Background The ability of an electronic cigarette (e-cigarette) to deliver nicotine effectively may be dependent on features of the device, the liquid and the user. Some of these features have been examined in previous work (eg, liquid nicotine concentration and puff topography), while others have not (eg, nicotine dependence and demographic characteristics). The purpose of this secondary analysis is to examine such features as predictors of e-cigarette nicotine delivery using a relatively large sample. Methods Four studies were combined in which e-cigarette-experienced users (n=63; 89% men; 75% white) and e-cigarette-naïve cigarette smokers (n=67; 66% men; 54% white) took 10 puffs from an eGo-style e-cigarette (∼7.3 watts) filled with liquid that had a nicotine concentration of 18, 25 or 36 mg/mL. Thus, held constant across all studies were device features of battery/cartomiser style and power level and the topography parameters of puff number and interpuff interval. Blood was sampled before and after use, and puff topography was measured. Three general linear models were conducted to predict plasma nicotine concentrations (pre-post increase) for: (1) e-cigarette users only, (2) smokers only and (3) both groups combined. Predictor variables included puff duration, puff volume, liquid nicotine concentration, presession plasma nicotine concentration, nicotine dependence score (smokers only), gender and race. Results In all models tested, longer puff durations and higher liquid nicotine concentrations were associated significantly with increased nicotine delivery (ps<0.05). For e-cigarette users only, higher presession nicotine concentration was associated significantly with increased nicotine delivery (p<0.05). Conclusions Puff duration and liquid nicotine concentration may be among the more important factors to consider as regulators attempt to balance e-cigarette safety with efficacy. These findings should be interpreted in the context of devices with relatively low power output, a variable not studied here but likely also directly relevant to product regulation.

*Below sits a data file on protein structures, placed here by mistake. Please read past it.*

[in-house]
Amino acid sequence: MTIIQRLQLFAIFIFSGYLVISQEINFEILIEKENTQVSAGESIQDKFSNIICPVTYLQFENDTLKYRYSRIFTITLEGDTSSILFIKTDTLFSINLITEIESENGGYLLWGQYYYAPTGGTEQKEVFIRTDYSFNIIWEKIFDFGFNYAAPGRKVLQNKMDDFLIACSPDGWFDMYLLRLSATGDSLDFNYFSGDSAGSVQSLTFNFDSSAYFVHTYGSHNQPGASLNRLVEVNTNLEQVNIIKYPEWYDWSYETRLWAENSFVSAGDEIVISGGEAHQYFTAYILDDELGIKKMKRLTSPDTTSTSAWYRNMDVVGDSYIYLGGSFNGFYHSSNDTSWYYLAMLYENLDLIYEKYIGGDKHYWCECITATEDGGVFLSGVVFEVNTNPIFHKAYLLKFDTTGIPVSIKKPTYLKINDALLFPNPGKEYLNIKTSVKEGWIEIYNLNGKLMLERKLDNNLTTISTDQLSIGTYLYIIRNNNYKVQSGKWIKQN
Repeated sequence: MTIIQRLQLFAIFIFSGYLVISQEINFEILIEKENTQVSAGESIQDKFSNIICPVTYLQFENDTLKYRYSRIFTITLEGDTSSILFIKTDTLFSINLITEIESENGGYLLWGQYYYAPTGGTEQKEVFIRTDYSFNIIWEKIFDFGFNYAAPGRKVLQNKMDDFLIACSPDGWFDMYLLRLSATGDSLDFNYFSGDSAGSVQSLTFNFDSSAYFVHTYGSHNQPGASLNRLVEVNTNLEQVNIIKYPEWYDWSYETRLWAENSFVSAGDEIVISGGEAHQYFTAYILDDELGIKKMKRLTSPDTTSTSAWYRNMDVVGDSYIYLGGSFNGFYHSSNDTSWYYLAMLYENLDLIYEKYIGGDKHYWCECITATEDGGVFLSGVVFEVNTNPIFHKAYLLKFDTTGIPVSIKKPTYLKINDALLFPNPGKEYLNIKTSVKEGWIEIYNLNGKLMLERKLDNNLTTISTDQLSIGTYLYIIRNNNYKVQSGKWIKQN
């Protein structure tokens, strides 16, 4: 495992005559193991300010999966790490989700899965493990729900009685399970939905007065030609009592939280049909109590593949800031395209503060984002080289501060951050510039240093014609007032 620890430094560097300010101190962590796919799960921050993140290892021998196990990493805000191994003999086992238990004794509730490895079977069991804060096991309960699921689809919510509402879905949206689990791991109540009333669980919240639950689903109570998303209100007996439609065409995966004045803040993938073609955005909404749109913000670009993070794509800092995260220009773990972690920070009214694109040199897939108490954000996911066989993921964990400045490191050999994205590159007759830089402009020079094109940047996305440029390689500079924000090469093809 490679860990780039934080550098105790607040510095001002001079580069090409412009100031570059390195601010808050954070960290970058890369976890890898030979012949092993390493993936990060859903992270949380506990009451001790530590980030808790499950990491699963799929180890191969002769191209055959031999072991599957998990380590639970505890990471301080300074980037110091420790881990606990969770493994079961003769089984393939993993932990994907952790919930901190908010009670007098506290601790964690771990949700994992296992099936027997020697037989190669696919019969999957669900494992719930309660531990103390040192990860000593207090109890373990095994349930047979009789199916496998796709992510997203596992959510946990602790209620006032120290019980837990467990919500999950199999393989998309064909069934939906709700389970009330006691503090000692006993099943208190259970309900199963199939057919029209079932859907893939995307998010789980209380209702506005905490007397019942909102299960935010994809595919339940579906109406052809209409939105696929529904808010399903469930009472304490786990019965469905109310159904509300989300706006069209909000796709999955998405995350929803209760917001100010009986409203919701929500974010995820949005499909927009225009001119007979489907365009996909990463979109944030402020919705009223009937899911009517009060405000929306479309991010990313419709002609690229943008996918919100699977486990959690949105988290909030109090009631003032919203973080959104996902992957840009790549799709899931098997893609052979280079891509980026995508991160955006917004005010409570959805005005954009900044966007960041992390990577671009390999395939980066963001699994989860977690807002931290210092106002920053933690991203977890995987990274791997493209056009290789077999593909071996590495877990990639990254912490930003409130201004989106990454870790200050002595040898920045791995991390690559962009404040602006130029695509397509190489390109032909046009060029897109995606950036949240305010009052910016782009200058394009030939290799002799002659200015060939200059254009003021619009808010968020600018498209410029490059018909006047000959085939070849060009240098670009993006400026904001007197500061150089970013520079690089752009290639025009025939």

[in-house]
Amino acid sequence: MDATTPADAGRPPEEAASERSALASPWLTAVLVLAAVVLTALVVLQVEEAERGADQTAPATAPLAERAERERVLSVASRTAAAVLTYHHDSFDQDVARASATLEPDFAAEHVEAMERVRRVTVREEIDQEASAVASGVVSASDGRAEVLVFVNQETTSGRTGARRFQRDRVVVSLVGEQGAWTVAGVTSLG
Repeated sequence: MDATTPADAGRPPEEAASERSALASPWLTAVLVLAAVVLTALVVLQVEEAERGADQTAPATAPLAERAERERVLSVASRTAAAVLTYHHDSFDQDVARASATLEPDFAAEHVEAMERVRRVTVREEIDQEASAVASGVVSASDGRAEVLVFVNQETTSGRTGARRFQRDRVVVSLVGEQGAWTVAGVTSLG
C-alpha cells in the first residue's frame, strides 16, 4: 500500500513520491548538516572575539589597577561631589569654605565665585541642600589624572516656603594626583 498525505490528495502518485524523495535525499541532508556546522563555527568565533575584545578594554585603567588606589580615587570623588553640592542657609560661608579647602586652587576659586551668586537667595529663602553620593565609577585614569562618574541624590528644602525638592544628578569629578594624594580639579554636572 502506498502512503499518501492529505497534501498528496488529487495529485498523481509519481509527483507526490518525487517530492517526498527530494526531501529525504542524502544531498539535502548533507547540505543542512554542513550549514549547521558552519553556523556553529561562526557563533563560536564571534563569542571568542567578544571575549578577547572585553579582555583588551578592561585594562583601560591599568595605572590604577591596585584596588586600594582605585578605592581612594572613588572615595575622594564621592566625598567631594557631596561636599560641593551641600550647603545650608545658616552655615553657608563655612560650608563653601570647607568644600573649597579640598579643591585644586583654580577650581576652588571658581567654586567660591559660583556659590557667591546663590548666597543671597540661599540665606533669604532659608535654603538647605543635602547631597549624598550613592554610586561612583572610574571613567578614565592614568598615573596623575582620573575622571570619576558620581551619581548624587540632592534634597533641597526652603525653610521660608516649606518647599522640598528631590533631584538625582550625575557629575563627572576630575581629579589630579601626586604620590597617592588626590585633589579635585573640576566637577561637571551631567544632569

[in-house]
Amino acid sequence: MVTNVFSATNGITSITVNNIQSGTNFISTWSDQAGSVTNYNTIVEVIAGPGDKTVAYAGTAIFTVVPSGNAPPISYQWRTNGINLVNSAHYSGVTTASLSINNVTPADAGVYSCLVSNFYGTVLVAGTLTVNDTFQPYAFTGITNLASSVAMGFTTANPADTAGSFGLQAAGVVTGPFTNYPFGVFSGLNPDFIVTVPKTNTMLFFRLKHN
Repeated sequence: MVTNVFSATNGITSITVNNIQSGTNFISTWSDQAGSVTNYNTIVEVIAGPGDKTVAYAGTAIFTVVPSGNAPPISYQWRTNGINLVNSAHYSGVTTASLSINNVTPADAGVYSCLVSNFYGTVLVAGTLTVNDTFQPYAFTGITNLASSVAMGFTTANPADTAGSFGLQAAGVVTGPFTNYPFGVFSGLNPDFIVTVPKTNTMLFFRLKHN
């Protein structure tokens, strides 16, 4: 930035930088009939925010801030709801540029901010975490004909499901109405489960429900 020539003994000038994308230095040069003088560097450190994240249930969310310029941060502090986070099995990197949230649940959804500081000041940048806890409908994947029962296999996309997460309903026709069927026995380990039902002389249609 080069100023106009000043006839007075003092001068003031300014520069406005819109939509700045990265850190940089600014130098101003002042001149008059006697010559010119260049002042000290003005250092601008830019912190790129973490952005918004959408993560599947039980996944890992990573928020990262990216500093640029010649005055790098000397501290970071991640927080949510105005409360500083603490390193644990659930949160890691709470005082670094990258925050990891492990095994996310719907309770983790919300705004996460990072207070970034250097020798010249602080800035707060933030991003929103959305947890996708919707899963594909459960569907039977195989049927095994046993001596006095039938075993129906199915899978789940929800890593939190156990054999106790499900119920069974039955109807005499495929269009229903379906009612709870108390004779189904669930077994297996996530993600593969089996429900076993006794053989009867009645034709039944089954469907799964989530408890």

|Original language||English (US)|
|Number of pages||8|
|State||Published - Nov 1 2020|
- electronic cigarettes
ASJC Scopus subject areas
- Health(social science)
- Public Health, Environmental and Occupational Health